The official report from police in Henderson, Nev., indicates that LPGA golfer Erica Blasberg’s May 9 death has been ruled a suicide, reports AOL Fanhouse. Why it took authorities more than three months after the discovery of Blasberg’s body to make this determination as well as what role physician Dr. Thomas Hess (who made the 911 call) played in obstructing the investigation remain somewhat unclear.
Erica Blasberg died from asphyxiation and prescription drugs
Coroner Michael Murphy told the press that “While asphyxia was the primary cause of death, the presence of prescription drugs in Ms. Blasberg’s system was a significant factor.” In spite of what could have been simply a tragic open and shut case, Dr. Thomas Hess was arrested for obstruction of justice. The allegation is that Hess took items from the crime scene before police arrived at Blasberg’s Las Vegas home on May 9. Blasberg’s body was found with a bag over the head. While Hess has admitted to removing a suicide note that was allegedly written by Blasberg, he has been otherwise uncooperative with the police investigation. Yet he was allowed free on a mere $637 bail.
Toxic levels of six prescription meds
Erica Blasberg reportedly had “toxic levels” of prescription butalbital, temazepam, alprazolam, codeine, hydrocodone and tramadol in her system, according to the coroner. Nevada law does not permit the coroner to release the exact amounts present, but clearly it is the coroner’s belief that if asphyxiation hadn’t done Blasberg in, the medications could have. It is unclear at this time whether Dr. Hess had prescribed (or administered) the medications to Blasberg, but numerous reports indicate that he and 25-year-old golf pro had a personal relationship. It is also curious that Blasberg, who was slated to play in the Bell Micro LPGA Classic just four days after her death, was found by police with packed bags near her body.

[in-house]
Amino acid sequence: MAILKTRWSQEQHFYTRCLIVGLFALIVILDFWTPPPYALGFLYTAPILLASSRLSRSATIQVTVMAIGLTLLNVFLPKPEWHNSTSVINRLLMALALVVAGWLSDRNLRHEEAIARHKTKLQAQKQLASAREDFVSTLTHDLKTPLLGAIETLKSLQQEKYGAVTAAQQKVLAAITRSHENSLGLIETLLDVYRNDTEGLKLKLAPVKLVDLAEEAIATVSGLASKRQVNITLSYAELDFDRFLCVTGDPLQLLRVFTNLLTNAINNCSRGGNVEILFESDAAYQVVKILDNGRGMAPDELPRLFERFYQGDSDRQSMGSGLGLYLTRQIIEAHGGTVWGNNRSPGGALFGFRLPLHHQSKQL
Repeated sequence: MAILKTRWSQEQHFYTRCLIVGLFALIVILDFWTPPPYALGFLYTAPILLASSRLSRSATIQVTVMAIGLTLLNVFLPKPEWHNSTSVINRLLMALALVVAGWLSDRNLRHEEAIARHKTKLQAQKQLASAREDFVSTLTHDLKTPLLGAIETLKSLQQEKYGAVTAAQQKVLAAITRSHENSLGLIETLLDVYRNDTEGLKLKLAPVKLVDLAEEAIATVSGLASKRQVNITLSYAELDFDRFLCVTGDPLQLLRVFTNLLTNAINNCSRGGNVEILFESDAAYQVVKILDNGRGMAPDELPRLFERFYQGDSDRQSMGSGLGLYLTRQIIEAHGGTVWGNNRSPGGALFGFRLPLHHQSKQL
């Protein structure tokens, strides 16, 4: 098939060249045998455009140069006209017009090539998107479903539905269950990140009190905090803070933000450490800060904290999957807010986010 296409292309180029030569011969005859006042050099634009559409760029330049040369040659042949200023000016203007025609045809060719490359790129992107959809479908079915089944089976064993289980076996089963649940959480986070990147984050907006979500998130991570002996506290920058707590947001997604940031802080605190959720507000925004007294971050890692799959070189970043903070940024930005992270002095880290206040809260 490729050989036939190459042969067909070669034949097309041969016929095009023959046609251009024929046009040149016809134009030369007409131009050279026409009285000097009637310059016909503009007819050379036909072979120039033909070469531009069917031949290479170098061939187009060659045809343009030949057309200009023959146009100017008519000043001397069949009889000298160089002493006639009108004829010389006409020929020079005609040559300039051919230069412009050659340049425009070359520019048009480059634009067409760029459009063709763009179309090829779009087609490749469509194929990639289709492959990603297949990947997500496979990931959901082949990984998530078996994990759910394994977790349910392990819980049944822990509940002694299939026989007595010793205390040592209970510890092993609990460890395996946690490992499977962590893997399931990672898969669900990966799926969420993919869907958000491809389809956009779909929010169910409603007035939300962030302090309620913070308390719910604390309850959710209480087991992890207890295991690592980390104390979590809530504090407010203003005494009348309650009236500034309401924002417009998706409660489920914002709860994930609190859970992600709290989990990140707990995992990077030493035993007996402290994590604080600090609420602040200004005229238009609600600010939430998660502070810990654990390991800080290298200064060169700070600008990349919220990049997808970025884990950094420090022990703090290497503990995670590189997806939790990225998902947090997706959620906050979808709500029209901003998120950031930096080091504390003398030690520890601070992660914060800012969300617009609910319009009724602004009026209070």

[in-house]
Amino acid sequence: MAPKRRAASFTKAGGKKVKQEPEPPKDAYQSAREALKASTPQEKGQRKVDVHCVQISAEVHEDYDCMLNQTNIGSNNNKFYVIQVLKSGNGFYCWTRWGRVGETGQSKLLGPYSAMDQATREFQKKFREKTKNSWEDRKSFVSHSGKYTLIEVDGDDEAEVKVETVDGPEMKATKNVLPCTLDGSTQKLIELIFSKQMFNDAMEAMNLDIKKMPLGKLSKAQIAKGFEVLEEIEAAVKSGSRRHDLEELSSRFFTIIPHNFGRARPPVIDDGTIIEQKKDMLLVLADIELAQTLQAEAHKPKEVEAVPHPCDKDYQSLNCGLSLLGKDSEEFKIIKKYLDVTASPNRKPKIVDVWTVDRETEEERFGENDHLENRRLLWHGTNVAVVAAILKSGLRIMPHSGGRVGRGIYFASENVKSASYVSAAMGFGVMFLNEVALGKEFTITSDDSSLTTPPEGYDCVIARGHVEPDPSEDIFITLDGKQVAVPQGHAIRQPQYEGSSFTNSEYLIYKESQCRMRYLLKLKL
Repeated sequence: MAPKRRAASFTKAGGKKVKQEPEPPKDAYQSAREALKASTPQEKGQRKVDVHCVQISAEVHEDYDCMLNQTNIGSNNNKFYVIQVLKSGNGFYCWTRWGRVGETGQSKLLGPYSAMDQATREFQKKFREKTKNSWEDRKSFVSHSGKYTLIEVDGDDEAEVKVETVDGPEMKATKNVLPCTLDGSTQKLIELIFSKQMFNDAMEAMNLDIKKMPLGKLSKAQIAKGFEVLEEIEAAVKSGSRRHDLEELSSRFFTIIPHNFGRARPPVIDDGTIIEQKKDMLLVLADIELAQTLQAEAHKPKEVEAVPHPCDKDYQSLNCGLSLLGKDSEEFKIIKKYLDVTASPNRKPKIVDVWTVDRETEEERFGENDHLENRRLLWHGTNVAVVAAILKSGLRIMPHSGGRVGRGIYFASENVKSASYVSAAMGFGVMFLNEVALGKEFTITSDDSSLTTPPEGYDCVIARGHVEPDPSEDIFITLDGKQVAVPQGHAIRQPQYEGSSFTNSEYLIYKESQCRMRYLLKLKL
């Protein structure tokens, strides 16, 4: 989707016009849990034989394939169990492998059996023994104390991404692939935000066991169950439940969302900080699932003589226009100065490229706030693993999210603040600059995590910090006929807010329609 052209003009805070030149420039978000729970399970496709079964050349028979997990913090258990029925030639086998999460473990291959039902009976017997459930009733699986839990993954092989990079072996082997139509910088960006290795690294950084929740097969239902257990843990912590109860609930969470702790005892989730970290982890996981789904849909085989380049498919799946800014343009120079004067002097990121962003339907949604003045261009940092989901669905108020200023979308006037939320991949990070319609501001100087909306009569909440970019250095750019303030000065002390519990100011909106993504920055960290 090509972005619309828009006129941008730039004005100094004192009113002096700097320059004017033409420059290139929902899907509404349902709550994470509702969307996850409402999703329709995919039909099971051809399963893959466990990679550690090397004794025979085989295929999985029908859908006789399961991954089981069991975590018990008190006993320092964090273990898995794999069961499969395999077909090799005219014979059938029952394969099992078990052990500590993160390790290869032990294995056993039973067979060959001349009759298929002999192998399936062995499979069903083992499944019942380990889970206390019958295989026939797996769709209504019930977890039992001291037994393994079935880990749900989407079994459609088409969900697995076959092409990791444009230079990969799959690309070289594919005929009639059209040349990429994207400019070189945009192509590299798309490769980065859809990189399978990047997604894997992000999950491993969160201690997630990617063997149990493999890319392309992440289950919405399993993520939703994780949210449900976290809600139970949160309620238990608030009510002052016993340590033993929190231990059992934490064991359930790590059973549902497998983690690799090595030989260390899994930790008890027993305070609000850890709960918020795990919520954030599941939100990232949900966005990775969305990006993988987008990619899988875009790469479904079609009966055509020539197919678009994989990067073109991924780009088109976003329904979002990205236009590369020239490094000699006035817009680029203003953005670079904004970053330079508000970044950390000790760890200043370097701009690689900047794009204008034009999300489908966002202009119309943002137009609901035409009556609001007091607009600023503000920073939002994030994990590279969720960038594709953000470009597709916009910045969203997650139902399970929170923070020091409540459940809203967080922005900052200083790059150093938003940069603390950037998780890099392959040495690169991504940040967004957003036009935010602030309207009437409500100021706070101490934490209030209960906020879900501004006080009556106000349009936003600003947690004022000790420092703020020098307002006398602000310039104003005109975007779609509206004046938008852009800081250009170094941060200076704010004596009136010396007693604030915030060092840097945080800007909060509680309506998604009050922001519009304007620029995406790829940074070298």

Coping with the loss of a friend
The LPGA is currently reaching out to Erica Blasberg’s friends on the tour, providing counseling services for those having difficulty dealing with the shocking news. “It’s been a rough day,” Erica’s father, Mel Blasberg, told local media. Blasberg had been having difficulty cracking the top ranks of the LPGA, but those who knew her and had spoken to her in the weeks before her death insist that Erica Blasberg did not appear to be depressed.
Know the warning signs of suicide
Whether or not Erica Blasberg’s death was actually a suicide, it is vitally important to be able to recognize the warning signs if you or a loved one is having trouble. According to the National Suicide Prevention Lifeline, individuals should call 1-800-273-TALK if any of the following indications are present:
- Threatening to hurt or kill oneself (or expressing such desires)
- Directly seeking means to act upon these impulses
- Feelings of hopelessness or uncontrolled rage, anger or the desire for revenge
- Out-of-character reckless, unthinking behavior
- Increased alcohol or drug use
- Withdrawing from friends and enjoyed activities
- Increased anxiety and agitation
- Abnormal sleep disturbance
Visit the National Suicide Prevention Lifeline website for more signs and information. Take action and you may save a life.
AOL Fanhouse http://golf.fanhouse.com/2010/08/24/erica-blasbergs-death-ruled-a-suicide/
National Suicide Prevention Lifeline http://www.suicidepreventionlifeline.org/
Remembering Erica Blasberg
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